KENTFIELD, CA—College of Marin (COM) Psychological Services and Umoja Equity Institute are gearing up to host the second Equity in Mental Health Symposium in partnership with County of Marin Behavioral Health and Recovery Services next week at the Kentfield Campus. The two-day program continues last year’s inaugural themes of connecting with ancestral wisdom, the power of nature, culturally responsive pedagogy, healing, and mental health to create a culture of community rooted in equity.
“This work is a labor of love and direct response to a recognized need for individual and collective care with a priority placed on addressing the mental health needs of communities of color. We’re acknowledging the structural and system inequities that have caused trauma and harm, and we are creating space to amplify voices that are often not at the table,” says Director of Student Accessibility and Psychological Services Stormy Miller Sabia. “This symposium provides an opportunity to heal, rest, reimagine, and embrace one another through communal care.”
Featuring a diverse group of leaders in mental health, participants will engage in resource sharing and community building as well as roundtable discussions and hands-on activities to learn new ways of healing our communities.
“Our symposium continues the important work of gathering faculty, staff, and community together to forge something new, to reimagine a new way. This is an ongoing process that invites imperfect returning to this critical work,” said Aneissa Rosas-Sanchez, Mental Health Counselor in Psychological Services. “This is an invitation and call to co-create space for ourselves and for one another. It’s in the being with and re-imagining that change will emerge.”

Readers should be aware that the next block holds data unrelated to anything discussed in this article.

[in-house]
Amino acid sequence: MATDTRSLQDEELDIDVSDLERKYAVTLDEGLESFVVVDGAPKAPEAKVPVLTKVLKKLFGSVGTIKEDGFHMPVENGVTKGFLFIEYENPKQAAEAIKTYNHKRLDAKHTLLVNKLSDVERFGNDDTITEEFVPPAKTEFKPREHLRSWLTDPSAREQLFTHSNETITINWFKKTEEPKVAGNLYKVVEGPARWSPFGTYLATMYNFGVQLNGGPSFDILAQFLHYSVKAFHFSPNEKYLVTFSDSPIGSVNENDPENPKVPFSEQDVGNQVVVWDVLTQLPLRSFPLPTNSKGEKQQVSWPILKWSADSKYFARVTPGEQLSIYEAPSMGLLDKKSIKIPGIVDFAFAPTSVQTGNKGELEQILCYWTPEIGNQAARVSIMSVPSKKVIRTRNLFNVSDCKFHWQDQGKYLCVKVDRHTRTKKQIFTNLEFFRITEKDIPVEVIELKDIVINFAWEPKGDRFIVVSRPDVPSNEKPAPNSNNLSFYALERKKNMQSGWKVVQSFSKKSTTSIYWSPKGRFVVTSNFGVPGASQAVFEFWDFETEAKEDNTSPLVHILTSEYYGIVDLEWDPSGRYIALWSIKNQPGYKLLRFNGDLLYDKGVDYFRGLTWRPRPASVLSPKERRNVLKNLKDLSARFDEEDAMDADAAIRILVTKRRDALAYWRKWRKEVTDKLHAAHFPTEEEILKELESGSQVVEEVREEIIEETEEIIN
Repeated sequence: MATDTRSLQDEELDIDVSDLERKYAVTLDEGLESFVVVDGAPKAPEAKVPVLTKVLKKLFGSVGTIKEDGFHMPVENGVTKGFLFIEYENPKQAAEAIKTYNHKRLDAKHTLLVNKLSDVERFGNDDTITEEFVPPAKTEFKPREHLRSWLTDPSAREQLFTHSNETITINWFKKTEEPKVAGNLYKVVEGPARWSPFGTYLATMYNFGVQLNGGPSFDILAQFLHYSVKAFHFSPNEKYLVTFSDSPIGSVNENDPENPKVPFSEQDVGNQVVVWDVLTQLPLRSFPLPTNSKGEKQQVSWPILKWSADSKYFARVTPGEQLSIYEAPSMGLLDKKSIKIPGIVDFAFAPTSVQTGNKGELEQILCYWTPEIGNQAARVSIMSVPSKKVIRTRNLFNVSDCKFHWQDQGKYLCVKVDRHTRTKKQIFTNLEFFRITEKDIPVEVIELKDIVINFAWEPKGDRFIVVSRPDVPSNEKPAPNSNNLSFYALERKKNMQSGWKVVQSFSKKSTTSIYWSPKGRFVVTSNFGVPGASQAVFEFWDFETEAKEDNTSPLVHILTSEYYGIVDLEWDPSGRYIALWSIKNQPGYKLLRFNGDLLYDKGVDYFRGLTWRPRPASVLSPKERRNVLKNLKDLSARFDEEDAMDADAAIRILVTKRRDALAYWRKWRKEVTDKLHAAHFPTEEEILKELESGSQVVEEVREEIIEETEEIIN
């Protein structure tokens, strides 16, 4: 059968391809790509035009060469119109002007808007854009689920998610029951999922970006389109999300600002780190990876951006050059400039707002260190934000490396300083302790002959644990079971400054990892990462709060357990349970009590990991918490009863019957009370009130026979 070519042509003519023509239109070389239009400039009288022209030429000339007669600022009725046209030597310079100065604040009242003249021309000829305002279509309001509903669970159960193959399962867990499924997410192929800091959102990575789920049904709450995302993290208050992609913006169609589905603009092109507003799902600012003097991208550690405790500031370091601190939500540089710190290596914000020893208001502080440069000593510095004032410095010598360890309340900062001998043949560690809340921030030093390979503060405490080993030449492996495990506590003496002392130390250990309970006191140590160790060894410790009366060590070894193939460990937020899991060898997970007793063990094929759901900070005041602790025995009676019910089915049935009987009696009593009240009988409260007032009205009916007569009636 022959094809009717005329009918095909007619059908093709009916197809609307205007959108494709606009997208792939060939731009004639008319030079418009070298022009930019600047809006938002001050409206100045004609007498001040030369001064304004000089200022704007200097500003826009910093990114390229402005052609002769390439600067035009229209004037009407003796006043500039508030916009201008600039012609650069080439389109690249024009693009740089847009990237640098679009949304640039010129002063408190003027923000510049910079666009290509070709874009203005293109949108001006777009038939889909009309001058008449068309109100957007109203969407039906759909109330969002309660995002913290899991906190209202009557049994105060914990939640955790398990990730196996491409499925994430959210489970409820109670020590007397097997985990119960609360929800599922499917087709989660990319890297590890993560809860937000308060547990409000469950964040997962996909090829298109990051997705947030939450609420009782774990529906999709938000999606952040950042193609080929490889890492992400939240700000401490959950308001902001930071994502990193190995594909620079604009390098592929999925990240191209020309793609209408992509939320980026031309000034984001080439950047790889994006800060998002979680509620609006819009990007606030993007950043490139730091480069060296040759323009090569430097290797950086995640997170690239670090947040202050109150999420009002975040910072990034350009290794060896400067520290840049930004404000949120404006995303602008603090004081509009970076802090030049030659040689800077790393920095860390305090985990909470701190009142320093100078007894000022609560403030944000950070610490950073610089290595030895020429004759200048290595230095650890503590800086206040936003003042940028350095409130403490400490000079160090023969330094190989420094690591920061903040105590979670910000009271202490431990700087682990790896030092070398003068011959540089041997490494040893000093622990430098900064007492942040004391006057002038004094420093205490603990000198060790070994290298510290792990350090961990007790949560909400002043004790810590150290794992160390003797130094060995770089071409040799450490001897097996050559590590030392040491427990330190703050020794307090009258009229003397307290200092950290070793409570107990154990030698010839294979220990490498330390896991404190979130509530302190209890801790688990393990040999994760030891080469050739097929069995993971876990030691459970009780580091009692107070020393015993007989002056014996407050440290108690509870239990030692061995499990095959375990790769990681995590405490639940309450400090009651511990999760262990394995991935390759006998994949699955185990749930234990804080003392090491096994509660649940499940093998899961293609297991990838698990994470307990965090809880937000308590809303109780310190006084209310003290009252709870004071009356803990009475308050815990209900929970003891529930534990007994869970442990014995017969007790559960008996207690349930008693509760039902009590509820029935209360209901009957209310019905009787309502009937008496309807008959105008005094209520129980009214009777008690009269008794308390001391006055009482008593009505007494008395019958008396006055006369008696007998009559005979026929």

Speakers include Dr. Joshua Moon Johnson, speaker, consultant, trainer, educator, and author of Beyond Surviving: From Religious Oppression to Queer Activism; Dr. Kevin Cokley, University Diversity and Social Transformation Professor of Psychology at the University of Michigan and author of Making Black Lives Matter: Confronting Anti-Black Racism; and Gloria Lucas, creator of Nalgona Positivity Pride (NPP), a groundbreaking grassroots movement dedicated to meeting the unique needs of Black, Indigenous, and communities of color (BICC) affected by eating disorders.
The symposium is open to the public and will be especially beneficial to those in the fields of education, mental health, mentoring, behavioral health and recovery, psychology, art, integrative medicine, restorative justice, social and youth services, local government, and individuals with lived experience.
"The upcoming Equity in Mental Health Symposium is an excellent opportunity for educators, faculty, and community to engage and exchange on one of the most pressing themes of this moment in history—building authentic equity and prioritizing mental health support strategies,” says Social Sciences Professor Walter Turner. "The symposium is a showcase of diverse strategies on building community and authentic equity rooted in mental health. This is a conference for empowerment…be there!"
Equity in Mental Health Symposium
August 17 and 18
9 am – 3:30 pm
835 College Avenue, 94904
Find out more and register at https://www.equityinmentalhealth.net/home.